Minnesota teenager John David LaDue methodically plotted a horrific assault in three acts designed to inflict maximum casualties in his home and school before his expected death at the hands of a police SWAT unit, according to court documents.
An affidavit in a criminal complaint filed in a Waseca County court paints a chilling portrait of the 17-year-old’s preparations for what police say was intended to be a murderous rampage that would begin at his home and, after a brief detour to set a diversionary fire, continue at the high school he attended.
LaDue, who is charged with attempted murder and explosives in connection with the alleged plot, amassed a frightening arsenal over a nine-month period, including an SKS assault rifle with 400 rounds of ammunition, a 9mm Beretta handgun with ammunition and at least six homemade bombs, according to the affidavit by Waseca police Capt. Kris Markeson.
The affidavit did not make clear how LaDue obtained the weapons.
A locked guitar case in LaDue’s bedroom, the teenager planned to kill his parents and sister with a .22-caliber rifle to avoid making too much noise, then proceed to a rural location and start a fire in an attempt to attract and occupy first responders.
While the blaze burned, he intended to go to Waseca Junior & Senior High School, which he attended, and set off pressure-cooker bombs and other explosive devices in the cafeteria. He then would kill the school’s liaison police officer and shoot as many students as possible before dying at the hands of police marksmen, Markeson said.
“LaDue planned on setting off pipe bombs and throwing Molotov cocktails down the main wing corridors in the school, and then shooting and killing students as they rushed out of the corridors,” according to the affidavit.
In preparation for the assault, it said, LaDue admitted he had previously detonated explosive devices at a nearby elementary school, outside a local church and in a city park in an effort to refine his bomb-making skills.
In addition to documenting his plan, the journal contained entries describing LaDue’s “thoughts, plans, to-do lists, supply lists, successes and failures (in his bomb experimentation) .. attempts and successes he made at acquiring additional firearms and ammunition,” Markeson said. It also outlined chillingly mundane details of the plot, such as LaDue getting a job so he could purchase necessary supplies, getting a checking account and debit cards and renting a storage locker to store his growing cache of weaponry, he said.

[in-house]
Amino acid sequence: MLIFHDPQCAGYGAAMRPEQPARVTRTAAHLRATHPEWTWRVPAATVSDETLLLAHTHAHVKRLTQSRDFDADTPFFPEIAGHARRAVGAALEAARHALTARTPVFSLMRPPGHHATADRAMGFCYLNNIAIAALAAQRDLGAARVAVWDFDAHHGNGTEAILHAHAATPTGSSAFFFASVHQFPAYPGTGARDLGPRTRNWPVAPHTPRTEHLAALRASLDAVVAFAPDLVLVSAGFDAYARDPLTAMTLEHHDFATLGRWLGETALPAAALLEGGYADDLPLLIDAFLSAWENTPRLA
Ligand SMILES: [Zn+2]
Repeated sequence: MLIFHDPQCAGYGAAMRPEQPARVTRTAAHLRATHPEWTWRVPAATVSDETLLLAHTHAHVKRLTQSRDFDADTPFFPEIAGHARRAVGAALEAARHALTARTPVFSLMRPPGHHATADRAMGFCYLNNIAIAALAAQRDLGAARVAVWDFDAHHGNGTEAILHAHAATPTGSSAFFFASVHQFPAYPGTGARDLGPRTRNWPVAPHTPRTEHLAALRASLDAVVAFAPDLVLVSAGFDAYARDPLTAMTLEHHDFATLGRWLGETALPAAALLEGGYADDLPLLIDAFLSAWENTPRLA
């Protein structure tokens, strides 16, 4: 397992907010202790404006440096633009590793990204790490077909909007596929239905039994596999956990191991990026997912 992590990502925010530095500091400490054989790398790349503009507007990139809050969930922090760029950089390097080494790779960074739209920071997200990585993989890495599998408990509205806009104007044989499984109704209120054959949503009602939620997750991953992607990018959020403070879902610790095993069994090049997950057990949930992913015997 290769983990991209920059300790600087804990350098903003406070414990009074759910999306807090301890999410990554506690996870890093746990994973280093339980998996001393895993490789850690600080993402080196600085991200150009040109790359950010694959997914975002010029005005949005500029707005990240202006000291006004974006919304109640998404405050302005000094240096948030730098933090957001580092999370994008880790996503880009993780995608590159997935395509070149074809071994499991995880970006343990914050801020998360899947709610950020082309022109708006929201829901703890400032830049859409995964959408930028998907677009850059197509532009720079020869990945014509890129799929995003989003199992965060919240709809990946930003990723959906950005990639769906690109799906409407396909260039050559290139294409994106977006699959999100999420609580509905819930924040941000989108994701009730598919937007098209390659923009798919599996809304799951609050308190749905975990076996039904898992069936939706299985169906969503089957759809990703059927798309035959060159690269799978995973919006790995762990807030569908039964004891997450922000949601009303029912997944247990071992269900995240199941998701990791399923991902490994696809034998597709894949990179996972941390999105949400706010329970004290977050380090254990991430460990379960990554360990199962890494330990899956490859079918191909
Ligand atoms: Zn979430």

It also described the strange encounter on Tuesday between LaDue and police officers at a storage facility where he had rented a unit, ultimately unraveling his plot.
Three Waseca police officers arrived at the storage facility after a neighbor called to report that she had seen someone sneak through her backyard and enter the commercial business from the rear.
When the officers announced their presence, the affidavit said, LaDue was initially defensive, but then told Officer Tim Schroeder that he would talk to them if the officer could guess correctly what he was doing in the storage unit. When Schroeder said he believed LaDue had been making explosive devices, the teenager agreed to accompany police to the Waseca Police Department, where he was subsequently interviewed and arrested, it said.
In addition to the guns, police recovered an array of bomb-making and related gear at LaDue’s home and the storage locker. Other items included various containers of ball bearings, a pressure cooker, three boxes of Remington 12-gauge shotgun shells, military trip wire, a ski mask and a black duster/trench coat. Three 5-pound bags of potassium perchlorate and a 10-pound bag of red iron oxide were among the array of chemicals recovered, as well.
The criminal complaint said LaDue told police that he originally planned the attack for April 20, the anniversary of the Columbine High School massacre that killed 13 people in Littleton, Colo., in 1999. He changed his plans when he realized April 20 was Easter Sunday and school was not in session.
The Bloomington, Minn., police bomb squad detonated the completed bombs, and members of the squad were shocked by the amount of bomb-making chemicals and components that LaDue had in his possession, the affidavit said.